Now, if you go to the Internet and look up "southwestern states" what do you find? Here is one definition: "southwestern United States - the southwestern region of the United States generally including New Mexico, Arizona, Texas, Nevada, California, and sometimes Utah and Colorado." Here is Wikipedia: "The Southwestern United States (also known as the American Southwest) is a region of the United States which includes Arizona, the western portion of New Mexico, bordered on the east by the Llano Estacado, southern Colorado and Utah below the 39th parallel, the 'horn' of Texas below New Mexico, the southernmost triangle of Nevada, and the most southeastern portion of California, which encompasses the Mojave and Colorado Deserts." 

Where does the Oklahoma Historical Society get the peculiar notion that Oklahoma is a southwestern state? Well, the article draws on James N. Gregory's 1989 AMERICAN EXODUS. See Gregory’s Introduction, xiv: "This is an account of the experiences of a particular group of Americans: the more than one million Oklahomans, Texans, Arkansans, and Missourians who settled in California during the 1930s and 1940s. Called "Dust Bowl migrants" sometimes, 'Okies' and "Arkies' more frequently, and 'Southwesterners' in more respectful moments, they have since the 1930s occupied a unique place in California society. Unlike most of the other white native-born Americans who have settled in that state, Southwesterners were slow to be absorbed into the social fabric of California." Now, leave aside the question of whether or not many of the Okies were part Indian, look at "Southwesterners." You have to look at it because Gregory uses it throughout this book. By no stretch of the geographical term can Oklahoma be called a Southwestern state. Why does Gregory adopt "Southwesterners" (invent it or at least popularize it)? Because it is more "respectful"! But it's false! However, it is Politically Correct, do you think? Anything to avoid calling these people Okies all through the book? So you have a morbidly obese man like Governor Christie and you decide to call him a Tall Man. To call him "fat" would not be PC. So, "Tall Governor Christie today reiterated his support for Donald Trump!" There is simple dishonesty in this use of Southwestern that undermines much of AMERICAN EXODUS.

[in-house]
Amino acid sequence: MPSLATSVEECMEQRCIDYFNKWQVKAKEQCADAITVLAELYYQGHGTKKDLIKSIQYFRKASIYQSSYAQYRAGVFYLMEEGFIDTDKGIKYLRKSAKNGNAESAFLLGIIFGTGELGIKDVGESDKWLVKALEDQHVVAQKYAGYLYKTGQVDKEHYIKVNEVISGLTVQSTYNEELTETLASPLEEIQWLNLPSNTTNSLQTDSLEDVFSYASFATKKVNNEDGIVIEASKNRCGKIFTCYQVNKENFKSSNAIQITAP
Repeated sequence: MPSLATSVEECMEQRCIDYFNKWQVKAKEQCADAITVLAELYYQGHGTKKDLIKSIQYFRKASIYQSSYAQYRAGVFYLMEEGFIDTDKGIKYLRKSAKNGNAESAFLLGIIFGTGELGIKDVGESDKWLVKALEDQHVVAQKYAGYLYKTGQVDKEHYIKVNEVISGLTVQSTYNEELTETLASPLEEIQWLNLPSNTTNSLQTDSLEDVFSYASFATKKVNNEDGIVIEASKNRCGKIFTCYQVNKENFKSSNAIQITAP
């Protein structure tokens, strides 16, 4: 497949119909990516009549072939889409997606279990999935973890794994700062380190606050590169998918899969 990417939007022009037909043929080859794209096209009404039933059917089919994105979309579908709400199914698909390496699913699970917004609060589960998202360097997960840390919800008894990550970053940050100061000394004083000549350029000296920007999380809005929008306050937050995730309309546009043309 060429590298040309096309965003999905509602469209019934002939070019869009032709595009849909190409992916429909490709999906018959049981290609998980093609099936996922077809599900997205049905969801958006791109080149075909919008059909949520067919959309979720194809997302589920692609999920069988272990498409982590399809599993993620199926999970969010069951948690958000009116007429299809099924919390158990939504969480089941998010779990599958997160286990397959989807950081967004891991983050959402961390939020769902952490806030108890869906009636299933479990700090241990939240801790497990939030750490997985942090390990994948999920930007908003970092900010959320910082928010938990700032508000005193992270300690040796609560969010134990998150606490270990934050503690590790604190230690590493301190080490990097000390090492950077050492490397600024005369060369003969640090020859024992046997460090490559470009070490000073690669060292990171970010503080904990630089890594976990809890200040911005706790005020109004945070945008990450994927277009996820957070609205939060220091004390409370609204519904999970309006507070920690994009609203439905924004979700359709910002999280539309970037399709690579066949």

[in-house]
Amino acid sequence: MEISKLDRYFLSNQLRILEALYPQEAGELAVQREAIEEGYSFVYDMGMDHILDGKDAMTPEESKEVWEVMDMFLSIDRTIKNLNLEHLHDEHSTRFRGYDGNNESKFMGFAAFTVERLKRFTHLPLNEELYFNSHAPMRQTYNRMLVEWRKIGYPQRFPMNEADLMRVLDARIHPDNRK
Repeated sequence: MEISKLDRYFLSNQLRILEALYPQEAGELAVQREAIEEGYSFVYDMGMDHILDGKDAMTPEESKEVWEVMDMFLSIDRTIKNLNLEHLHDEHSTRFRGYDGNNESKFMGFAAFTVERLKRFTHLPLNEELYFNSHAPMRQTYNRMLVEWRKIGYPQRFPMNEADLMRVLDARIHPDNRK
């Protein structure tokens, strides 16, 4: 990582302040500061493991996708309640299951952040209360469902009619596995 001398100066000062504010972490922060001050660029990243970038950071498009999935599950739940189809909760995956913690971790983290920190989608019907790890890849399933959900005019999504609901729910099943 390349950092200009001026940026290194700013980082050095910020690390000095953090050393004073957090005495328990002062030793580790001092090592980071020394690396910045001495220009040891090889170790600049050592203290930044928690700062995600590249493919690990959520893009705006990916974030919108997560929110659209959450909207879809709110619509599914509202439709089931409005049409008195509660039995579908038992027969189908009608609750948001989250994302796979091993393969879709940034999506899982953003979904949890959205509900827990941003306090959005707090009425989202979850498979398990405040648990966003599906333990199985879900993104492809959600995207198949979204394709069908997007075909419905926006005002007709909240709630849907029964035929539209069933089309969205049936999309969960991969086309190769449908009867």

Steinbeck never went to Oklahoma and chose Sallisaw because he had read the accounts of Pretty Boy Floyd being buried right near there. No matter that Sallisaw was not in the Dust Bowl, as Oklahomans gleefully pointed out in 1939. Steinbeck was writing a book of fiction, though the best parts of it were based on the documentary evidence provided by Tom Collins. Gregory is writing a book of history, and Oklahomans at the Historical Society happily took it as history because it used "Southwesterners" many times instead of "Okies." I find myself behaving as a historian, wanting to look behind many assertions in AMERICAN EXODUS--feeling forced to look at evidence, say, in newspapers from the 1930s, feeling forced to distinguish between the migrations in the 1930s and in the 1940s, feeling very uncomfortable at being in the hands of a PC historian. That's a contradiction in terms, don't you think?